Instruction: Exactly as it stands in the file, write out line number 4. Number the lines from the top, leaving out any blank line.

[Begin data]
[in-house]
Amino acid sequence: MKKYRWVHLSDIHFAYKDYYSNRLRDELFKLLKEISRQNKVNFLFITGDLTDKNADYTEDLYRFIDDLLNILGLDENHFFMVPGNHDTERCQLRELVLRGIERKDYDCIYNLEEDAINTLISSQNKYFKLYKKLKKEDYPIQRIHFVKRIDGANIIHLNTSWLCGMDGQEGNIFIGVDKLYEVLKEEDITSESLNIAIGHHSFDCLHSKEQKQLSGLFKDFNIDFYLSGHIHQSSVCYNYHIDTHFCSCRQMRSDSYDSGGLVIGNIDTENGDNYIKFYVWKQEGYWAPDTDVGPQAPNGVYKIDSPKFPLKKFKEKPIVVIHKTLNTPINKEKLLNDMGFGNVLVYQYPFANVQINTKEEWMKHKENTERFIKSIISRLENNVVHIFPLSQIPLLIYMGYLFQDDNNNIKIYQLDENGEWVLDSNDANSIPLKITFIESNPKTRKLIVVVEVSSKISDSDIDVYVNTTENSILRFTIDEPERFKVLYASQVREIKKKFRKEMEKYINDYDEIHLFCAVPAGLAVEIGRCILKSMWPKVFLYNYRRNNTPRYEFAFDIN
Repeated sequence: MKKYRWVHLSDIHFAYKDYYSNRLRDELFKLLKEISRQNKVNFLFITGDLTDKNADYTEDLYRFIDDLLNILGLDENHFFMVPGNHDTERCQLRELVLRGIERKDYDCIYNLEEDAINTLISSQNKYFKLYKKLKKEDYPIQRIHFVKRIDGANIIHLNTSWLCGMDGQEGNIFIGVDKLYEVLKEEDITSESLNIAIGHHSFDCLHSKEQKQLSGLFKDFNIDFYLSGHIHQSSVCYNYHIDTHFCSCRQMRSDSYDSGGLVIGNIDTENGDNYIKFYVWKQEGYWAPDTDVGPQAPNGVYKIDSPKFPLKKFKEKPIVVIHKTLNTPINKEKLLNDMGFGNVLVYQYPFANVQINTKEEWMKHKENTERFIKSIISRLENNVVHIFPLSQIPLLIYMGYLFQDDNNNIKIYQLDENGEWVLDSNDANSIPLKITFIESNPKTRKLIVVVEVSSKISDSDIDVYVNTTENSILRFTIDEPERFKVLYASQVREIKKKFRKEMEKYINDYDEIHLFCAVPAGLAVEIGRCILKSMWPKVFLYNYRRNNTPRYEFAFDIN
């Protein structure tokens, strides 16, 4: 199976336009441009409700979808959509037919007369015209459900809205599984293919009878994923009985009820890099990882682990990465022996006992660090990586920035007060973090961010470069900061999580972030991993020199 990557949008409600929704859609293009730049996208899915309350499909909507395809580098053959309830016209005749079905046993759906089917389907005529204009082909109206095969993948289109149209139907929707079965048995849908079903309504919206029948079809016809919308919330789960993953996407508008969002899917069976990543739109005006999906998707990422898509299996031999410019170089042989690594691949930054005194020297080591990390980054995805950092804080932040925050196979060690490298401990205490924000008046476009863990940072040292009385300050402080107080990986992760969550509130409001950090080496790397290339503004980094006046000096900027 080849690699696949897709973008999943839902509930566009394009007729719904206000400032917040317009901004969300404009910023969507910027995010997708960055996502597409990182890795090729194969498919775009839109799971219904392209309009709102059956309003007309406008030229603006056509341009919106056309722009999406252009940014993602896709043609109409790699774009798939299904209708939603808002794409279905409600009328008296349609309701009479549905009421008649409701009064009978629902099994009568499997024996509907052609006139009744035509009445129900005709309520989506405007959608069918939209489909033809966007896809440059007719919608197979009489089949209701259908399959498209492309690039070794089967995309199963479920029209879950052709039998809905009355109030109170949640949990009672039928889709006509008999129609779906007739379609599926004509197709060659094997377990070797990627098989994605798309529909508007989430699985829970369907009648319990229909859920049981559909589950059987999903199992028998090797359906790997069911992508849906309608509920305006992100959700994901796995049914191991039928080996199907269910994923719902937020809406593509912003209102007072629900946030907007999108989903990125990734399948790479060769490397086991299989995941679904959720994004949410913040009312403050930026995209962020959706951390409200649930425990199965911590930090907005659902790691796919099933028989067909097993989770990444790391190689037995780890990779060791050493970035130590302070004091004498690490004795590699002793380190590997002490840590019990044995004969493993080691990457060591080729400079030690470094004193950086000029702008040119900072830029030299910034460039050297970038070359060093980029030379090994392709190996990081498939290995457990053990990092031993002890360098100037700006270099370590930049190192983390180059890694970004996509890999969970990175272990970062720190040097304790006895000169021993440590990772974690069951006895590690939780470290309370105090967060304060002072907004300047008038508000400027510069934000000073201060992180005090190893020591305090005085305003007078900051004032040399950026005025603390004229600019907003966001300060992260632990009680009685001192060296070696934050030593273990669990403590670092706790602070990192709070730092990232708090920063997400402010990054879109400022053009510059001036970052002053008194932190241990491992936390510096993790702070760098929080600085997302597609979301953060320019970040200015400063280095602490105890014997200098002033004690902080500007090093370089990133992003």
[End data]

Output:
């Protein structure tokens, strides 16, 4: 199976336009441009409700979808959509037919007369015209459900809205599984293919009878994923009985009820890099990882682990990465022996006992660090990586920035007060973090961010470069900061999580972030991993020199 990557949008409600929704859609293009730049996208899915309350499909909507395809580098053959309830016209005749079905046993759906089917389907005529204009082909109206095969993948289109149209139907929707079965048995849908079903309504919206029948079809016809919308919330789960993953996407508008969002899917069976990543739109005006999906998707990422898509299996031999410019170089042989690594691949930054005194020297080591990390980054995805950092804080932040925050196979060690490298401990205490924000008046476009863990940072040292009385300050402080107080990986992760969550509130409001950090080496790397290339503004980094006046000096900027 080849690699696949897709973008999943839902509930566009394009007729719904206000400032917040317009901004969300404009910023969507910027995010997708960055996502597409990182890795090729194969498919775009839109799971219904392209309009709102059956309003007309406008030229603006056509341009919106056309722009999406252009940014993602896709043609109409790699774009798939299904209708939603808002794409279905409600009328008296349609309701009479549905009421008649409701009064009978629902099994009568499997024996509907052609006139009744035509009445129900005709309520989506405007959608069918939209489909033809966007896809440059007719919608197979009489089949209701259908399959498209492309690039070794089967995309199963479920029209879950052709039998809905009355109030109170949640949990009672039928889709006509008999129609779906007739379609599926004509197709060659094997377990070797990627098989994605798309529909508007989430699985829970369907009648319990229909859920049981559909589950059987999903199992028998090797359906790997069911992508849906309608509920305006992100959700994901796995049914191991039928080996199907269910994923719902937020809406593509912003209102007072629900946030907007999108989903990125990734399948790479060769490397086991299989995941679904959720994004949410913040009312403050930026995209962020959706951390409200649930425990199965911590930090907005659902790691796919099933028989067909097993989770990444790391190689037995780890990779060791050493970035130590302070004091004498690490004795590699002793380190590997002490840590019990044995004969493993080691990457060591080729400079030690470094004193950086000029702008040119900072830029030299910034460039050297970038070359060093980029030379090994392709190996990081498939290995457990053990990092031993002890360098100037700006270099370590930049190192983390180059890694970004996509890999969970990175272990970062720190040097304790006895000169021993440590990772974690069951006895590690939780470290309370105090967060304060002072907004300047008038508000400027510069934000000073201060992180005090190893020591305090005085305003007078900051004032040399950026005025603390004229600019907003966001300060992260632990009680009685001192060296070696934050030593273990669990403590670092706790602070990192709070730092990232708090920063997400402010990054879109400022053009510059001036970052002053008194932190241990491992936390510096993790702070760098929080600085997302597609979301953060320019970040200015400063280095602490105890014997200098002033004690902080500007090093370089990133992003």